And behind the locomotives come the original rolling stock. There are over one hundred pieces in the collection with the oldest being 136 years old. But what truly sets us apart is the paper record of the railroad. This paper collection is a treasure trove made up of the day-to-day record of the railroad. A small example is the payroll records. They are hand written in ink with a copperplate script! It is as if you are looking over the shoulder of the people who worked here.

The first wheel center is now on the first axle. The complete rebuild of the 93's running gear was made possible in part because of member contributions.


This distinctiveness raises the railroad to the level of being a national treasure. And that's not just my opinion. It's also the opinion of one of our members, William L. Withuhn, Curator, History of Technology & Transportation at the Smithsonian Institution. Before he became a member, Mr. Withuhn stated, "Among all railroad historic sites anywhere in North America, the Nevada Northern Railway complex at East Ely is—no question in my mind—the most complete, most authentic, and best cared-for, bar none. It's a living American treasure and a stand-out one."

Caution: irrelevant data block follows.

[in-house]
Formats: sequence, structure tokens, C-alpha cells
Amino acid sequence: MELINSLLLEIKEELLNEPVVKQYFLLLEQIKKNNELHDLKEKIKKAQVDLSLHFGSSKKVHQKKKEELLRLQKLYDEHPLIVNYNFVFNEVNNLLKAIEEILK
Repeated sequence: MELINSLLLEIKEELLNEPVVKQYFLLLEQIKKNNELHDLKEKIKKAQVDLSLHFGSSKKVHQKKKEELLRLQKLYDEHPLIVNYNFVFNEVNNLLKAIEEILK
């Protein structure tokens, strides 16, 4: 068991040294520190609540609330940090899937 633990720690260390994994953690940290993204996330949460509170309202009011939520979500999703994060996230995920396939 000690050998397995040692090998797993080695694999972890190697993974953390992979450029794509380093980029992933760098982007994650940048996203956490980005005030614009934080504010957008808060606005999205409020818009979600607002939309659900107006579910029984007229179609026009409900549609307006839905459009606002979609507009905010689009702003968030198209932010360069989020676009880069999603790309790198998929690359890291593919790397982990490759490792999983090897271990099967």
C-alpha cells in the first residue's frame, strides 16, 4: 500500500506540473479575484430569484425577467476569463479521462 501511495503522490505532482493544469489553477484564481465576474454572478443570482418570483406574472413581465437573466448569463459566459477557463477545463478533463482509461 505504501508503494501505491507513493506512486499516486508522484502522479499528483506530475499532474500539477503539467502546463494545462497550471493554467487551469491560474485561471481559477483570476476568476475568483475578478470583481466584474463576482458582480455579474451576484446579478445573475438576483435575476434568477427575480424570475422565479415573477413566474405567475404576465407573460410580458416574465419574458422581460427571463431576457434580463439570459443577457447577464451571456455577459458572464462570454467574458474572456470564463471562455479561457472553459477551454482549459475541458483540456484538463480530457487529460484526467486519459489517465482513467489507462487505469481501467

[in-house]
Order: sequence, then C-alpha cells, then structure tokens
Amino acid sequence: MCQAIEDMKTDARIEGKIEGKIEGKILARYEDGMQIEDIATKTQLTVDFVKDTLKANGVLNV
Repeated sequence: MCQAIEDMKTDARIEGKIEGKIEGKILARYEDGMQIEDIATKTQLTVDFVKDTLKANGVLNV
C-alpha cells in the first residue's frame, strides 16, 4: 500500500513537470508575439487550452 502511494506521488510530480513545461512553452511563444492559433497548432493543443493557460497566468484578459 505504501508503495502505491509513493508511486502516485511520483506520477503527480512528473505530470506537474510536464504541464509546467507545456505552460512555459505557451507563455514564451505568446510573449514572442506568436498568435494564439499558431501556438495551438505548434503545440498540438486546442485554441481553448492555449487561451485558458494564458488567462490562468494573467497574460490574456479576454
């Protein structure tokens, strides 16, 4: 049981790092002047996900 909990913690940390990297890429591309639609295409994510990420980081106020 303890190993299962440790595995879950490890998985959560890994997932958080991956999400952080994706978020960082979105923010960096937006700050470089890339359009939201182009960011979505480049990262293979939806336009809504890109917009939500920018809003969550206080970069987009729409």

Bill can attest to the fact that the Nevada Northern Railway has a powerful draw on people. His statement was validated by the federal government. The railroad has been designated a National Historic Landmark. This is the highest honor the government can bestow on a historic property. National Historic Landmarks are nationally significant historic places designated by the Secretary of the Interior because they possess exceptional value or quality in illustrating or interpreting the heritage of the United States. This is high praise indeed.

Now the biggest challenge facing the museum is its steam locomotives. We are working hard to get locomotive 93 back in operation. On January 6, 1909, the White Pine News published the following: "BIG ENGINE COMING—Engine 93, the fourth of the monster type in use in the ore train service, will be started from the Pittsburg shops of the American Locomotive Co. on the 15th of this month for East Ely…."